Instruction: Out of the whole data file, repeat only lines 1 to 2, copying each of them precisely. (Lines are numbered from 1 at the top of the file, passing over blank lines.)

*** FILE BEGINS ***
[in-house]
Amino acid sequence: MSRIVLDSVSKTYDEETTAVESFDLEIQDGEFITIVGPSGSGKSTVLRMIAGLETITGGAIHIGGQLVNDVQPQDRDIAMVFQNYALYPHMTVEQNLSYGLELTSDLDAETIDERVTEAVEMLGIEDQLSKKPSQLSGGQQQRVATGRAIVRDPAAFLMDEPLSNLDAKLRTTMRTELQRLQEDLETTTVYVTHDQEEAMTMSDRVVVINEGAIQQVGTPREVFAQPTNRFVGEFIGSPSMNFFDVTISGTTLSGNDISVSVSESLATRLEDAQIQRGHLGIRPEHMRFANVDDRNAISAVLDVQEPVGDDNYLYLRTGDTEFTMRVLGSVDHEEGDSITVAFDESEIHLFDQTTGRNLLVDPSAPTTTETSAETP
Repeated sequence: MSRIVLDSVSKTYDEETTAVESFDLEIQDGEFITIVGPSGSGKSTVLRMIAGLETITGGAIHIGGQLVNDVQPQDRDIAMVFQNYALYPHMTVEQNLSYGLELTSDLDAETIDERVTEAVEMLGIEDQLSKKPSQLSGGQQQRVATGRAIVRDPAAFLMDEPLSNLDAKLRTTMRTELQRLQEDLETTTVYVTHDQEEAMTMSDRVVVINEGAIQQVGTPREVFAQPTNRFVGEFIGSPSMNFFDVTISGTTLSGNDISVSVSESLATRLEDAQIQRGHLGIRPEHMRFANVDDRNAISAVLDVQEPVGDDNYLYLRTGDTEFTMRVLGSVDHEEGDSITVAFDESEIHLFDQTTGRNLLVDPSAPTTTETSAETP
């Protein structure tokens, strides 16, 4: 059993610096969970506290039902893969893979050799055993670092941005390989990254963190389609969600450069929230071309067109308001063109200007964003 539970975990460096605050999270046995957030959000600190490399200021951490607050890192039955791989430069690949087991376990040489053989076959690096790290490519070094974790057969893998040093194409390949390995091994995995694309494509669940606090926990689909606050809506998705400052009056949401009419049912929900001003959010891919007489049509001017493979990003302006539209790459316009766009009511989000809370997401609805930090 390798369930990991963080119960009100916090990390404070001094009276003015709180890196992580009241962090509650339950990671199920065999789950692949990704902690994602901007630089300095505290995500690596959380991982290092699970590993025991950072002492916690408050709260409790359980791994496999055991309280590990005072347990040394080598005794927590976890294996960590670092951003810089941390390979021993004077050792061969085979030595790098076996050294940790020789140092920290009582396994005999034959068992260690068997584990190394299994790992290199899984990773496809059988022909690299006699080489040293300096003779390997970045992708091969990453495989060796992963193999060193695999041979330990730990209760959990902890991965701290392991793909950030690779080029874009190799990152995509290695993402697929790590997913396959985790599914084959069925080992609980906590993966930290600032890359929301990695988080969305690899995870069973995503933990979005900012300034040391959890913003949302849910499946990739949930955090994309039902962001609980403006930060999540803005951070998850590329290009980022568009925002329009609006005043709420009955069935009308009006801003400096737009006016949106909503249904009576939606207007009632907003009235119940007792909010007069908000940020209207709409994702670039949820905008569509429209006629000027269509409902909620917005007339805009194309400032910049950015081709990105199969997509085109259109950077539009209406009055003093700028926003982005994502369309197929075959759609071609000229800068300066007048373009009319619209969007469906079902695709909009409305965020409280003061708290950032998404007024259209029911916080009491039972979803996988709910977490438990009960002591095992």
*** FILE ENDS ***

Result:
[in-house]
Amino acid sequence: MSRIVLDSVSKTYDEETTAVESFDLEIQDGEFITIVGPSGSGKSTVLRMIAGLETITGGAIHIGGQLVNDVQPQDRDIAMVFQNYALYPHMTVEQNLSYGLELTSDLDAETIDERVTEAVEMLGIEDQLSKKPSQLSGGQQQRVATGRAIVRDPAAFLMDEPLSNLDAKLRTTMRTELQRLQEDLETTTVYVTHDQEEAMTMSDRVVVINEGAIQQVGTPREVFAQPTNRFVGEFIGSPSMNFFDVTISGTTLSGNDISVSVSESLATRLEDAQIQRGHLGIRPEHMRFANVDDRNAISAVLDVQEPVGDDNYLYLRTGDTEFTMRVLGSVDHEEGDSITVAFDESEIHLFDQTTGRNLLVDPSAPTTTETSAETP